2005: The year in review

By Joe Noble

Contributing Writer

While 2005 started with debate over the new CREP 2 bill and
other more contentious political issues, such as an Legislative
Commission on Minnesota Resources overhaul, the year witnessed a
coming together of waterfowl hunters, environmentalists and
conservationists at the April duck rally. The year saw several new
record fish, an abundance of pheasants and all-time high numbers of
turkey hunting permits.

With that in mind, here’s a look back at 2005.

January

Debate over permanent easements in the CREP program ignited at
the Capitol. Eventually 120,000 acres of new habitat and $200
million in federal funding were secured. The state’s
investment: about $45 million.

The DNR held its annual Fishing and Hunting Roundtable at Breezy
Point Resort north of Brainerd. Proposals for changes in how the
DNR manages the deer herd were considered.

The Minnesota Waterfowl Association appointed Les Jones as its
new executive director – another step forward as it digs out of
financial difficulties.

David Chapman of Minnetonka won his third Minnesota stamp
contest in a year with the 2006 wild turkey stamp. He previously
won the 2005 duck and pheasant stamp contests.

February

Discontented waterfowlers embraced a broader coalition of
partners after a disappointing 2004 hunting season. The coalition
eventually led to the April Ducks, Wetlands, and Clean Water Rally
at the Capitol.

The DNR announces that the 2005 Mille Lacs walleye slot would be
the same as 2004, while the Lake Mille Lacs Input Group complained
about unethical handling of unwanted fish by tribal netters.

After 12 years as DNR regional director in northern Minnesota,
Paul Swenson is reassigned; and Regional Wildlife Manager Jim
Breyen announces his retirement. The changes spur some members of
environmental groups to write a letter to Gov. Pawlenty saying the
changes were motivated by politics surrounding off-highway vehicle
policies.

Following the terrible 2004 waterfowl hunting season, DNR
officials begin looking for ways to accelerate the agency’s
waterfowl fall use plan, which is designed to improve hunting.

March

The Minnesota Trappers Association pushed for mandatory trapper
training for first-time trappers.

A debate flared about shooting stray or feral cats.

The state House debated an extension of the ice walleye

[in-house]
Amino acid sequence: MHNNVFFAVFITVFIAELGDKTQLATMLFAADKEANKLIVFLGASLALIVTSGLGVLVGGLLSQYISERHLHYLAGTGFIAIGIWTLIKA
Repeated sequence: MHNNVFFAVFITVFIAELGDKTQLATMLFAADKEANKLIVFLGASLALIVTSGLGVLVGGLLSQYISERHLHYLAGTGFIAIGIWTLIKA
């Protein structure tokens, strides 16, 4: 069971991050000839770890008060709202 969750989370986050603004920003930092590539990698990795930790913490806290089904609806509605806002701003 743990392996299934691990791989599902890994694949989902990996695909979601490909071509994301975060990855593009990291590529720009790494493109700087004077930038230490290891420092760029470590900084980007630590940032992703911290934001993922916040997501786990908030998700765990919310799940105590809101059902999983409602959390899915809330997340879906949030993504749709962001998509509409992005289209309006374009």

season.

The DNR appointed Mike Carroll as Northwest Region director.

After three years in the post, Steve Williams resigned as the
director of the U.S. Fish and Wildlife Service.

Ice anglers enjoyed a prolonged season in some parts of the
state.

The DNR announced that Red Lake would reopen in 2006 for sport
fishing with a walleye slot.

April

The state’s waterfowlers, hunting advocates, conservation
organizations and green groups buzzed with excitement after more
than 5,000 people visited the Capitol for the Ducks, Wetlands and
Clean Water Rally.

Dedicated funding bills were tabled at the Legislature,
frustrating advocates and hinting at how legislators would
eventually ignore the call for changes in how the state manages its
water and waterfowl resources that resounded at the duck rally.

As ice melted and open water teased anxious anglers, turkey
hunters took to the woods with a record 31,864 turkey hunting
permits available. Despite the increase, 8,434 turkeys were
harvested, 800 fewer than 2004.

Gov. Pawlenty signs CREP 2 into law. CREP 2 was the largest CREP
agreement ever signed and promises $250 million to restore or
protect 120,000 acres of habitat lands.

May

By early May, the tribal gill-netting harvest on Mille Lacs was
outpacing 2004’s harvest.

A plan to cull double-crested cormorants on Leech Lake began
with sharpshooters trying to kill as many 4,000 pairs of nesting
birds. Cormorants eat walleye and yellow perch, and are the
suspected cause of declining fish populations.

The state House passed a ban on motorized decoys. Non-motorized
spinning and flapping wing decoys remained legal.

Wind, rain and cold welcomed anglers to the 2005 fishing opener.
In terms of numbers of walleyes, various reports from across the
state point to success.

Robin Schmitz caught a state record 12-pound, 11.5-ounce,
28.5-inch redhorse sucker on the Sauk River.

Bass fishing opened on May 28, and muskie opener was June 4.

June

After months of sometimes frustrating and heated discussions, a
new plan to reform the LCMR was presented. In fall 2004, Gov.
Pawlenty unveiled a plan to reform the LCMR.

The Minnesota Waterfowl Association made a public plea for
funding, warning that without an influx of money the organization
would fold.

Corey Thompson, of Maple Grove, hooked a new state record green
sunfish on North Arbor Lake. The fish weighed 1 pound, 4.8
ounces.

A 400-acre WMA in Traverse County is dedicated under the Build A
Wildlife Area campaign.

July

With the 2005 season only at the halfway point, boating